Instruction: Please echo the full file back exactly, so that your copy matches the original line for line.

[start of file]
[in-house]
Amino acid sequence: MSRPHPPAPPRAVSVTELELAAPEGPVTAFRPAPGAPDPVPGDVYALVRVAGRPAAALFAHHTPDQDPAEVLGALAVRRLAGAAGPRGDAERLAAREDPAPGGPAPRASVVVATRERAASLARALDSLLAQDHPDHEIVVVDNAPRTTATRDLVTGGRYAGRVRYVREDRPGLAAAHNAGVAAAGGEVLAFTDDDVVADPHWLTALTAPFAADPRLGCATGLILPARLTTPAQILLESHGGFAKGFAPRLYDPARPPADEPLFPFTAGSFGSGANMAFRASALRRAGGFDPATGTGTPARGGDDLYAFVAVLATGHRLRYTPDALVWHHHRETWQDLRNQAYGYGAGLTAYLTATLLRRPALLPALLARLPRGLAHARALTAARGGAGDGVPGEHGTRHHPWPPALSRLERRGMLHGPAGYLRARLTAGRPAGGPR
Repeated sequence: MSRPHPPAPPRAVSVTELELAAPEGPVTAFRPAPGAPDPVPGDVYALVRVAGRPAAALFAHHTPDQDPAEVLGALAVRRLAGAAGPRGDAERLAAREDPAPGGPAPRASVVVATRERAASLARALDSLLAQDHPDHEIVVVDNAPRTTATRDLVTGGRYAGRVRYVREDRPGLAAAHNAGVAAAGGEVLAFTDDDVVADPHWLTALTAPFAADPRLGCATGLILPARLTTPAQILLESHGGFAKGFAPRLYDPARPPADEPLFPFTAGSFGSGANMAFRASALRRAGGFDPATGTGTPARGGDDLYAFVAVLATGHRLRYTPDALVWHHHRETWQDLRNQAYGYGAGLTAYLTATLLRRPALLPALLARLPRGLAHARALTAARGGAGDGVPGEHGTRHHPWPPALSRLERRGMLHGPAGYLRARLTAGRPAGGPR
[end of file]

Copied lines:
[in-house]
Amino acid sequence: MSRPHPPAPPRAVSVTELELAAPEGPVTAFRPAPGAPDPVPGDVYALVRVAGRPAAALFAHHTPDQDPAEVLGALAVRRLAGAAGPRGDAERLAAREDPAPGGPAPRASVVVATRERAASLARALDSLLAQDHPDHEIVVVDNAPRTTATRDLVTGGRYAGRVRYVREDRPGLAAAHNAGVAAAGGEVLAFTDDDVVADPHWLTALTAPFAADPRLGCATGLILPARLTTPAQILLESHGGFAKGFAPRLYDPARPPADEPLFPFTAGSFGSGANMAFRASALRRAGGFDPATGTGTPARGGDDLYAFVAVLATGHRLRYTPDALVWHHHRETWQDLRNQAYGYGAGLTAYLTATLLRRPALLPALLARLPRGLAHARALTAARGGAGDGVPGEHGTRHHPWPPALSRLERRGMLHGPAGYLRARLTAGRPAGGPR
Repeated sequence: MSRPHPPAPPRAVSVTELELAAPEGPVTAFRPAPGAPDPVPGDVYALVRVAGRPAAALFAHHTPDQDPAEVLGALAVRRLAGAAGPRGDAERLAAREDPAPGGPAPRASVVVATRERAASLARALDSLLAQDHPDHEIVVVDNAPRTTATRDLVTGGRYAGRVRYVREDRPGLAAAHNAGVAAAGGEVLAFTDDDVVADPHWLTALTAPFAADPRLGCATGLILPARLTTPAQILLESHGGFAKGFAPRLYDPARPPADEPLFPFTAGSFGSGANMAFRASALRRAGGFDPATGTGTPARGGDDLYAFVAVLATGHRLRYTPDALVWHHHRETWQDLRNQAYGYGAGLTAYLTATLLRRPALLPALLARLPRGLAHARALTAARGGAGDGVPGEHGTRHHPWPPALSRLERRGMLHGPAGYLRARLTAGRPAGGPR